• It’s awesome that FSU is able to figure out ways to win games against top 40 opponents when their perimeter shooting is ice cold. Not every team can do this. But if FSU wants to advance deep into March there will need to be at least a couple games where the Seminoles hit their outside shots. Florida State was just 3-13 from three, including 0-4 in the second half, while NC State double up FSU’s full game production just in the second half, making 9-19 in the game.
  • So how did FSU still emerge victorious? By doing what Michael Rogner always talks about; getting to the free throw line. Florida State attempted only two fewer free throws in the second half than NCSU attempted in the game. The Seminoles were the more aggressive offensive team and it paid off big time.

Court Level:

  • M.J. Walker sank four consecutive free throws mid-way through the first half that seemed to give him some confidence. He followed those up by knocking down a three and a couple nice finishes at the rim. NCSU’s press bothered him in the first half and it was clear the Wolfpack had done their homework on his ball handling. However, FSU adjusted in the second half allowing Walker to stay on the court late in the game—and it’s always nice to have the ACC’s best free throw shooter in league play (33-38) on the floor during a tight game. True to form, Walker sank two more free throws to extend FSU’s lead to four points with 2:36 to play.
  • David Nichols had an inauspicious start, missing 3 free throws late in first half that prevented FSU from pushing the margin out close to double digits. But the senior more than atoned for himself in the second half with his defense, ball handling, and several creative finishes at the rim. Florida State doesn’t win without Nichols’ efforts.
  • Terance Mann played another fantastic all-around game. What more can you really say about this guy? He set up teammates (one on a fabulous no-look bounce pass), attacked the rim, attacked the rim, grabbed several offensive rebounds and kept a couple others alive with tip-outs, drained a three, defended multiple positions, and also proved to be a capable ball handler against NC State’s pressure defense. Coach Hamilton talked about how much Mann has meant to the program over the last few years and he is absolutely spot-on. It’s no coincidence FSU will be making their third consecutive NCAA Tournament appearance with Mann starting nearly every game during that time.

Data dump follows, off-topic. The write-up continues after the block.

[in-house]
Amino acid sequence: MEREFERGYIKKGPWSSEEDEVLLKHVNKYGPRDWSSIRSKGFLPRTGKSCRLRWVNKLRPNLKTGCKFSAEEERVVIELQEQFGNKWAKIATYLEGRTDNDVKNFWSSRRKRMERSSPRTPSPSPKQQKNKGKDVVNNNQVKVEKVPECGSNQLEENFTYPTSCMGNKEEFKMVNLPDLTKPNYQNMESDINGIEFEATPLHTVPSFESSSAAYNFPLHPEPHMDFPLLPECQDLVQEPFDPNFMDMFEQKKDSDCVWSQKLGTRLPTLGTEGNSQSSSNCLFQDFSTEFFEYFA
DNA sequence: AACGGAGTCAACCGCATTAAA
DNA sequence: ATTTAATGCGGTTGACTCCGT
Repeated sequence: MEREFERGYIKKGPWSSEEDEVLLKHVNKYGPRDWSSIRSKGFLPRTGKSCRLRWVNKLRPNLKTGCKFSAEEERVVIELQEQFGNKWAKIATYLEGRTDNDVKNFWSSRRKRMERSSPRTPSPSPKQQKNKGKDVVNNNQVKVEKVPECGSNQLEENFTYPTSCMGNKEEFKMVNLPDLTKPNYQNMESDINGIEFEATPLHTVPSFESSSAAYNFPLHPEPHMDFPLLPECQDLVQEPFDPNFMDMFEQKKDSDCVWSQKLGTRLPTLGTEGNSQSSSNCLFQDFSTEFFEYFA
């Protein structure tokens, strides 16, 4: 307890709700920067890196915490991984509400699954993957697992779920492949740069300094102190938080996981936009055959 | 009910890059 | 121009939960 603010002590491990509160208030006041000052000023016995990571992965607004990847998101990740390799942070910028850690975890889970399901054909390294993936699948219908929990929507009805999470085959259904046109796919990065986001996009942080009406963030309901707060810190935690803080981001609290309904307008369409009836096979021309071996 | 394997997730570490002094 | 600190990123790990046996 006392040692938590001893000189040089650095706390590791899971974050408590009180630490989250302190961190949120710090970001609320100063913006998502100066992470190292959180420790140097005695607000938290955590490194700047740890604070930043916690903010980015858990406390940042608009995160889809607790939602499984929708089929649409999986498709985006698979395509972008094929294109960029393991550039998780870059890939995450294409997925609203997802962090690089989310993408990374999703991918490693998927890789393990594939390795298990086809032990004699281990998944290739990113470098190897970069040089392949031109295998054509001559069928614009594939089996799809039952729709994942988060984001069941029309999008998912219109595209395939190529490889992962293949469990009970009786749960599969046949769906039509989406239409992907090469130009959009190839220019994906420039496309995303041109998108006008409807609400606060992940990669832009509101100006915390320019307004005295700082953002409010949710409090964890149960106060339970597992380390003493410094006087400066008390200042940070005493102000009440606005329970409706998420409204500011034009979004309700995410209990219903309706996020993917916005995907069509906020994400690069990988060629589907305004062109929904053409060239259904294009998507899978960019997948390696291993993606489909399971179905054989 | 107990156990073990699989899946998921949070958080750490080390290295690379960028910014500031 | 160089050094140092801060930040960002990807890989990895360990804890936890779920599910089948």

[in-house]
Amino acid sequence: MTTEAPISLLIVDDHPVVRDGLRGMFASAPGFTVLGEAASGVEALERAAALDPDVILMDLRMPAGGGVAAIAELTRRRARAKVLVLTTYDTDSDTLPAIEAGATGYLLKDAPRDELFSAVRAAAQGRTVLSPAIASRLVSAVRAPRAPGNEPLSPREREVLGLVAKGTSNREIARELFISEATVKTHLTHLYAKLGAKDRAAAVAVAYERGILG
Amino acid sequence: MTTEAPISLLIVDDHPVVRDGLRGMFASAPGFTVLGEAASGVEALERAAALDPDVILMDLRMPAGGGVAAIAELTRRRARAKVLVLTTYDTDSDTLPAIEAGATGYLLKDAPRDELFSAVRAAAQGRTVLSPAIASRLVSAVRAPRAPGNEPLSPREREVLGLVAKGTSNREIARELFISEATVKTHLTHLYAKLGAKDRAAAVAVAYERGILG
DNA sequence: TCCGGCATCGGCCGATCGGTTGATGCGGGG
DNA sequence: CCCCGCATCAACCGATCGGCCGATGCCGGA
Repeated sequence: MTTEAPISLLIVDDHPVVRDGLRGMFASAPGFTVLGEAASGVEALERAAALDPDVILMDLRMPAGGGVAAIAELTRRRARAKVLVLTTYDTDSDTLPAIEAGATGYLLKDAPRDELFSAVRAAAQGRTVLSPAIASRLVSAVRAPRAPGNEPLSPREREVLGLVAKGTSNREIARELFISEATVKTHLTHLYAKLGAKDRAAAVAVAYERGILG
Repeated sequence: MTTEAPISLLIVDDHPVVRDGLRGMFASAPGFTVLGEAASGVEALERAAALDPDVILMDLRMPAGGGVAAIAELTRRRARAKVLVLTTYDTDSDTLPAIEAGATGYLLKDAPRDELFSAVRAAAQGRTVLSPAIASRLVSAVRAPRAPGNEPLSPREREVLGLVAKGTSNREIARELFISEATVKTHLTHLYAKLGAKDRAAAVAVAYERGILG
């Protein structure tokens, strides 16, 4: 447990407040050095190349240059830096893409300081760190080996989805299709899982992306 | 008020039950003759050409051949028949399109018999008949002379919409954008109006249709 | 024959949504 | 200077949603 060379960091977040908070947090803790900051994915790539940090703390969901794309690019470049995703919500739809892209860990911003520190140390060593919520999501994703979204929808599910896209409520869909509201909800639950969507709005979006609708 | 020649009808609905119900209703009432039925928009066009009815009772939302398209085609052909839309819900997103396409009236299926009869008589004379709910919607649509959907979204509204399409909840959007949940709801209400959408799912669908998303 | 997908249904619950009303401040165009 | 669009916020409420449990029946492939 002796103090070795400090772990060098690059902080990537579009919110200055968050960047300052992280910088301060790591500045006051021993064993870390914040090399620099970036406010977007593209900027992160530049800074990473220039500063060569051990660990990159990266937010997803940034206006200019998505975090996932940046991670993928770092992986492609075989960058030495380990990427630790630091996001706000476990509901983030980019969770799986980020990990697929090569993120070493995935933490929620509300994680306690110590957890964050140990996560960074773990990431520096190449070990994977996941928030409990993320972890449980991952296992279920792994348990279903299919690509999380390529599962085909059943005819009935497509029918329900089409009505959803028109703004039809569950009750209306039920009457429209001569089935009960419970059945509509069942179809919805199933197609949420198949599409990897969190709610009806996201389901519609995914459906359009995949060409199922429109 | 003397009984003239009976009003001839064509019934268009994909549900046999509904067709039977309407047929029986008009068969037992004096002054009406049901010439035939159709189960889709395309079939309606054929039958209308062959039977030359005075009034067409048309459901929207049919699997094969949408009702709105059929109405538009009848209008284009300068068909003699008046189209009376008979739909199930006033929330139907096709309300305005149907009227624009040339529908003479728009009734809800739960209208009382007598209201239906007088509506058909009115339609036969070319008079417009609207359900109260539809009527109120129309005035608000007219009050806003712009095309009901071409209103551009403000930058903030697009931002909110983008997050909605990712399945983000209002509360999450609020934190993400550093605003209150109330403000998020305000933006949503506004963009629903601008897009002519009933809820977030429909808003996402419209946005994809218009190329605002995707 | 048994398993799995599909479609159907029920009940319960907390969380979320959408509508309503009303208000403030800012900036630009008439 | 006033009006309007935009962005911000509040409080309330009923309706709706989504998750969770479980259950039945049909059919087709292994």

• Phil Cofer broke out of a shooting slump right off the bat. After scoring just two points in the previous two games combined, the senior scored FSU’s first four against NC State, both on mid-range jumpers. As FSU looks to make another deep March run, it’s critical that Cofer starts to find some rhythm and consistency with his shot. Today was a good step in that direction.
  • Christ Koumadje’s defense was outstanding.
  • Trent Forrest is a perfect embodiment of this team’s character. The junior from Chipley is clearly playing through pain that limits his explosiveness, and yet every game he finds a way to make winning plays. Coach Hamilton described his tenacity better than I could in the post-game, give it a listen.

Post-game:

Coach Hamilton offers a wide range of insights on his team’s mid-game adjustments, pulling out a close win, the unconquered spirit of Trent Forrest, and more.

Kevin Keatts on some questionable calls and the challenges FSU presents.

Trent Forrest on how he’s managing his pain, the upcoming matchup with Virginia Tech, and more.

Mfiondu Kabengele always gives thoughtful answers, but his comment about Senior Day is...well just give it a listen. What an awesome guy.

M.J. Walker on what Trent Forrest means to his team, how FSU kept fending off N.C. State’s comeback efforts, and what it means to him to help get a win for his teammates on Senior Day.